Agile construction?

Agile construction?

Hi Friends,
I had a peer asking about agile in construction and I started to answer but I thought I would put the answer here so everyone can benefit. I worked in construction for 7 years while at the Fred Hutchinson Cancer Research Center. I was responsible for the Project Management of the IT Systems, spaces and

Let’s start off by takeing a close look at our definition of “agile” I tend to avoid the word as much as I can. I use other words like Nimble, Flexible and the like. For construction you will use a combination of agile practices and lean.  In my mind, most if not all agile practices are actually a subset of Lean that works for New Product Development.  The Lean elements that are outside of what is commonly known as agile are optimized for situations where you are dealing with repeated production of the same thing over and over.

My definition of agile is “being able to adapt as fast or faster than the changes are coming at you.” With this definition you can be agile if your delivery cycle is 9 months as long as your change cycle is 10 months. you are still able to adapt faster than the changes coming at you.

Now with this more open definition of agile you can look at something like construction and see that there are multiple agile scales there. Shell and core have a change cycle of  years, while the plumbing system may have a nine month change cycle.

Lets examine: You have the overall scale of the building. Which you might maximize your agility by using modeling to begin with and doing some kind of Virtual Reality. But after you make the decision about shell and core you aren’t going to add floors to a building after the foundation is poured, the foundation cant’ take it.

But you have flexibility in other areas.

Lets take a second and look at the rest of the building. We could use VR to deal with the Shell and core, but what about the MEP (Mechanical, Electrical, Plumbing) systems? Really there is no need to go into excruciating detail of the systems within the building in the early stages (although most often they do).   As a matter of fact it is actually poor planning to do so.  Although you want to know essentially that you will have an HVAC system, you don’t need to specify the model number.  Think about it for a minute. if we have a 3 year planning cycle from first drafts to turnover of the building. If I specified the MEP systems all up front you would be getting a building with 3 year old technology. Personally I would be pissed off if you gave me a building with a 3 year old electrical system, and there is no way you would qualify for LEED certification.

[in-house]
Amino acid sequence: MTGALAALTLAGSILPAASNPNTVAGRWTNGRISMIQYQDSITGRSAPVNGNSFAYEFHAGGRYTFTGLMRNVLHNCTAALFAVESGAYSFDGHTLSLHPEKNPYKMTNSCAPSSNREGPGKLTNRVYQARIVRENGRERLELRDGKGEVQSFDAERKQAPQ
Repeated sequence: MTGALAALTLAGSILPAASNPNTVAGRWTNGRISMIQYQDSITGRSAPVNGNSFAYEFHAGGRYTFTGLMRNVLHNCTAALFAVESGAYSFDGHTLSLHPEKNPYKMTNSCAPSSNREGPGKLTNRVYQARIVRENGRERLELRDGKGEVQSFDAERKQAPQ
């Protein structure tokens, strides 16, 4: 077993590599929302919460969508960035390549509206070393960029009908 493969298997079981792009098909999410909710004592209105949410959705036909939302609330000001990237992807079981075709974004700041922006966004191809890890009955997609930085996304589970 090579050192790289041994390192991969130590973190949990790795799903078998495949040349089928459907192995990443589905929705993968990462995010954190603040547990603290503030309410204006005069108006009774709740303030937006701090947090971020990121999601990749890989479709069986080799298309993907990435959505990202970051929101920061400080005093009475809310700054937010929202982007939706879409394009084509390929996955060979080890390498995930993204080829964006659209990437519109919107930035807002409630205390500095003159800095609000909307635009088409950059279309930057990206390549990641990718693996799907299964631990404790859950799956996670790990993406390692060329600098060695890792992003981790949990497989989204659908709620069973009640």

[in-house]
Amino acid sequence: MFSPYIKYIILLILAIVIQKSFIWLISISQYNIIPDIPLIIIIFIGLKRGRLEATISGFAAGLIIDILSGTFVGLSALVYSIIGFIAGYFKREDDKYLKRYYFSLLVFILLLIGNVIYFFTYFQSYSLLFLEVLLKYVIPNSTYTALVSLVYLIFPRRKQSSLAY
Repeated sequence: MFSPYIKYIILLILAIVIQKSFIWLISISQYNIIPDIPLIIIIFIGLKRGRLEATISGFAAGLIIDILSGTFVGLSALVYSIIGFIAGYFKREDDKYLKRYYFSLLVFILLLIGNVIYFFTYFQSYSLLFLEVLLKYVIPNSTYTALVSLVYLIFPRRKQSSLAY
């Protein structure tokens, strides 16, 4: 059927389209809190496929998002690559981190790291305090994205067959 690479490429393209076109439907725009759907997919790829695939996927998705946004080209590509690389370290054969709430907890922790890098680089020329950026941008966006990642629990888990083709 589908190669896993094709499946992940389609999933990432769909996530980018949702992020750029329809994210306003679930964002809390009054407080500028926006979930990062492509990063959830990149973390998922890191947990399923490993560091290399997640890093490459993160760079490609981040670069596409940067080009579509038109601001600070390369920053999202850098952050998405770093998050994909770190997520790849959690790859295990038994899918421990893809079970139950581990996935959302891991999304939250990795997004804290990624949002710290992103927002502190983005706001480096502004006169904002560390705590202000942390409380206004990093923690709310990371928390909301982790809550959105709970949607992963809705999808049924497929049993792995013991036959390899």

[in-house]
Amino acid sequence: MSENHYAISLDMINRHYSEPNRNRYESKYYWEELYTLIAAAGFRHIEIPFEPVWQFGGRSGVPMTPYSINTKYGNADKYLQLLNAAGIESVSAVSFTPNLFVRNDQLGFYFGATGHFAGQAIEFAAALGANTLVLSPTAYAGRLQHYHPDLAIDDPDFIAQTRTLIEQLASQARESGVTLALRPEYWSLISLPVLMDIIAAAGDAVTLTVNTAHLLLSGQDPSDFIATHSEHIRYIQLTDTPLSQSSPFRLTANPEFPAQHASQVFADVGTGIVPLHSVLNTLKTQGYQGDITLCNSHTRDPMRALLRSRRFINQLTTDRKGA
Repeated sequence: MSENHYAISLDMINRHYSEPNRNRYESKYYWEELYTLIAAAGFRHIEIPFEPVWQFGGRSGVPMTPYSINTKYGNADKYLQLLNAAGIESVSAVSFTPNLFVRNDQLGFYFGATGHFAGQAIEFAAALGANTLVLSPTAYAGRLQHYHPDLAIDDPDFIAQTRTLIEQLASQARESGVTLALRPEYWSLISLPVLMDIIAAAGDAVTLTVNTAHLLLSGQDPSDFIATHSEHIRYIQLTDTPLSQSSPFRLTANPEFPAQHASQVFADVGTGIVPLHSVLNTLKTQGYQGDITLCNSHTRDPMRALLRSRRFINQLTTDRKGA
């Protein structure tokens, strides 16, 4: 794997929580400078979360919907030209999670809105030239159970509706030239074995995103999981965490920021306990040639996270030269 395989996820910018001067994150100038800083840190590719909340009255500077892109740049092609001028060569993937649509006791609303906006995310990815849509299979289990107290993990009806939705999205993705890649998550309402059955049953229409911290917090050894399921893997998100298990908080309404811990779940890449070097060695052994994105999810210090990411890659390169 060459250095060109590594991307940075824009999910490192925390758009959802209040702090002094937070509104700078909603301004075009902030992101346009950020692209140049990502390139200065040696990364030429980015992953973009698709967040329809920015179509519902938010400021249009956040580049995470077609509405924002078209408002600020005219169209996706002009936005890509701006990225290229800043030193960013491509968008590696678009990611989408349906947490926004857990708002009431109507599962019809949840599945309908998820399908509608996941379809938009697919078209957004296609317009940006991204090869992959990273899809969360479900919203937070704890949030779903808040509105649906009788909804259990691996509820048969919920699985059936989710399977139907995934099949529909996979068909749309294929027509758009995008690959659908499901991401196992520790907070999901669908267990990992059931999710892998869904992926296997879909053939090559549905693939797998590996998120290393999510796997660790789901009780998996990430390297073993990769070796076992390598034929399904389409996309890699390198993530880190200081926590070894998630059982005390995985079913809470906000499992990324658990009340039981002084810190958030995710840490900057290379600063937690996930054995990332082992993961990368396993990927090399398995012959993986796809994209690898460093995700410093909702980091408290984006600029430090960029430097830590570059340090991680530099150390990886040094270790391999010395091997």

unfortunately most construction does not follow an approach that allows them to be nimble like this.  They tend to specify the detail of what is best at the current moment and then execute change orders later.  This approach allows them to make changes but the CR/CD (Change request/Change directive) process tends to be cumbersome.

How I would approach the construction teams would entirely depend upon their change tolerance.  If  both the contractor and the client are willing to give a nimble approach a try then I would go deep and go fast.   Identify the different agile cycle times and coordinate them.  Minimize the documentation in favor of frequent conversations.  Flatten the organization and get more time from the building sponsors.

Most of the time you won’t get this perfect storm of a amiable customer and construction company. What I would do in that case is take the process I am outlining in my book:

  1. Build great teams
  2. Start having retrospectives
  3. Map the value stream and optimize it
  4. optimize for multiple releases (can you complete a floor at a time? or a wing at a time?)
  5. Get the leaders to meet more frequently with the folks in the field, daily
  6. Make changes to testing. Have systems testers sit with the designers. Nothing is designed with out input from a tester.
  7. Pair people: pair workers on the building, pair managers with managers, pair executives. pairing is awesome but sometimes a hard sell.

ok so there are some random thoughts to start a discussion. I would love to hear what others think.


shout out to Wael Khalil for the question!

By | 2016-10-25T16:20:16+00:00 April 24th, 2014|agile, agile fundamentals, Basics, culture, Design, lean, management, Retrospective, waterfall|0 Comments

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